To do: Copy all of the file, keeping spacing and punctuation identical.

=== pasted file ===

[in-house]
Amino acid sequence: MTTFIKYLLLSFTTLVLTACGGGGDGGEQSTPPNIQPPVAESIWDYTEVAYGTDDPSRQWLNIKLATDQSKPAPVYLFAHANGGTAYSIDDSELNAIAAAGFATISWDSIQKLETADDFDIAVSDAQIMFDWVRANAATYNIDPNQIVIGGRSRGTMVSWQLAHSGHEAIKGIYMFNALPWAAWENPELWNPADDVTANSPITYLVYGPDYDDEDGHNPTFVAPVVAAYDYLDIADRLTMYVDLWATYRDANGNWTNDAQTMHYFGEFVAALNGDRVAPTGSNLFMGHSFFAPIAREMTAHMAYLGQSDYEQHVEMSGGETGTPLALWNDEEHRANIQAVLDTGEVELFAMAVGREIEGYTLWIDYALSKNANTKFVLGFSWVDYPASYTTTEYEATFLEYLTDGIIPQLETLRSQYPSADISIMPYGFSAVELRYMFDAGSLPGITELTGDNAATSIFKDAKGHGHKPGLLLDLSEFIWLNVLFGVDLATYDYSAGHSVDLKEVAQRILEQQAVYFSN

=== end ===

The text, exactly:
[in-house]
Amino acid sequence: MTTFIKYLLLSFTTLVLTACGGGGDGGEQSTPPNIQPPVAESIWDYTEVAYGTDDPSRQWLNIKLATDQSKPAPVYLFAHANGGTAYSIDDSELNAIAAAGFATISWDSIQKLETADDFDIAVSDAQIMFDWVRANAATYNIDPNQIVIGGRSRGTMVSWQLAHSGHEAIKGIYMFNALPWAAWENPELWNPADDVTANSPITYLVYGPDYDDEDGHNPTFVAPVVAAYDYLDIADRLTMYVDLWATYRDANGNWTNDAQTMHYFGEFVAALNGDRVAPTGSNLFMGHSFFAPIAREMTAHMAYLGQSDYEQHVEMSGGETGTPLALWNDEEHRANIQAVLDTGEVELFAMAVGREIEGYTLWIDYALSKNANTKFVLGFSWVDYPASYTTTEYEATFLEYLTDGIIPQLETLRSQYPSADISIMPYGFSAVELRYMFDAGSLPGITELTGDNAATSIFKDAKGHGHKPGLLLDLSEFIWLNVLFGVDLATYDYSAGHSVDLKEVAQRILEQQAVYFSN